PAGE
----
School counseling careers revolve around the position of school guidance counselor. Working in this capacity, a professional guides youth in their academic, career and social developments. The guidance counselor understands how these work together for the good of the student and is often an integral part of the education experience.
Whether organizing career fairs, finding students summer jobs or internships, or acting as a middle man for teacher-student conflict, the guidance counselor works to develop an environment that suits the mental and physical well-being of the student.
School counseling careers are primarily at the grade school and secondary school levels, though many also work in continuing education at colleges and universities or trade schools. Another part of this professional’s responsibility is in guiding students toward grants, scholarships and other forms of financial aid to help manage expenses beyond the secondary level.
What Does a School Counselor Do?
The school counselor works with a child’s education in mind, but understands the emotional component to the learning process. If there are problems at home, it is the counselor’s job to be mindful of those issues and act as an intermediary between the student and educator. It is also important that a counselor raises awareness regarding alcohol and drug abuse, so that their subjects can make better life choices during the formative years.
School counseling career professionals are also responsible for developing academic schedules and working with special needs students to formulate realistic and responsible goals for the rest of their enrollment and beyond.
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Careers in School Counseling
Salaries for school counselors may vary greatly depending on the state and even the school district within that state. The job outlook is steady with 14% growth projected by the Bureau of Labor Statistics from 2008-2018. The BLS also reports a median annual income of $51,050. The low-to-high registered at $38,740 and $65,360 per year. The work environment is primarily in elementary, middle and secondary schools, which will vary depending on location, student data and funding.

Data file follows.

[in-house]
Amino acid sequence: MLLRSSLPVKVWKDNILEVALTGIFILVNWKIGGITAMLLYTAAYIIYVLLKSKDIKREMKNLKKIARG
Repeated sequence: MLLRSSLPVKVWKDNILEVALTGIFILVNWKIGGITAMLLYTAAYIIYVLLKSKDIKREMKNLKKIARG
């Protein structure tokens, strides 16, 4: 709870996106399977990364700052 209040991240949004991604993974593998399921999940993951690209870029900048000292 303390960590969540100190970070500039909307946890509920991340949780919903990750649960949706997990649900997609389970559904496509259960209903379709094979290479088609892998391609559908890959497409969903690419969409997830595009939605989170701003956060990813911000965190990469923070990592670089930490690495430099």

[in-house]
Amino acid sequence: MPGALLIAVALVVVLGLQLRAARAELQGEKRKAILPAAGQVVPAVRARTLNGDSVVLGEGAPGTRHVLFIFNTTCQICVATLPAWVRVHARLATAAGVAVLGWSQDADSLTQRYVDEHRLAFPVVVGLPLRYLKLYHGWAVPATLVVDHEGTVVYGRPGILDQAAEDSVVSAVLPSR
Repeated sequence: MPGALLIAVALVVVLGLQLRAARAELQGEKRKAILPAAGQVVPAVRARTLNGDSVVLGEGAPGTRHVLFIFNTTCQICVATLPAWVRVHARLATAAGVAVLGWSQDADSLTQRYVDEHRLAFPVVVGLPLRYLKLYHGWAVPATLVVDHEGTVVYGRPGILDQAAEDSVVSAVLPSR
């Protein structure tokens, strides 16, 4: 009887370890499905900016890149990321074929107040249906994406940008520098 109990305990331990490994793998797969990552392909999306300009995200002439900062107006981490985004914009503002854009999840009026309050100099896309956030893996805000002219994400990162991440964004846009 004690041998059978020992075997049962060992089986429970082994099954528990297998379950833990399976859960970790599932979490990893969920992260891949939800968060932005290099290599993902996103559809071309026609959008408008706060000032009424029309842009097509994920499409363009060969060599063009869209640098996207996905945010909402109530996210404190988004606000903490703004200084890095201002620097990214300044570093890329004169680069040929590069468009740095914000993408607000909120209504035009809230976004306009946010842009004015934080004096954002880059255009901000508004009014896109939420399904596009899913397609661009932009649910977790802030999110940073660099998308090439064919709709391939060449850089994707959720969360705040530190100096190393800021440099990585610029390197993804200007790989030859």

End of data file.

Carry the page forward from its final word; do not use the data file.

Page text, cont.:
Obtaining a School Counseling Degree
To get involved with a school counseling career, you must first and foremost care for children and be willing to work as an advocate for them at all costs. With the proper mindset, you may then pursue a bachelor’s degree. Most specialize in areas of education or sociology in order to become familiar with the education system and the classroom dynamic.
Many states even require a teaching certificate and classroom experience before they will consider offering a position. Most states require completion of a master’s degree program. Candidates usually opt for the Master of Education in Counseling. Check with your state’s department of education for specific requirements.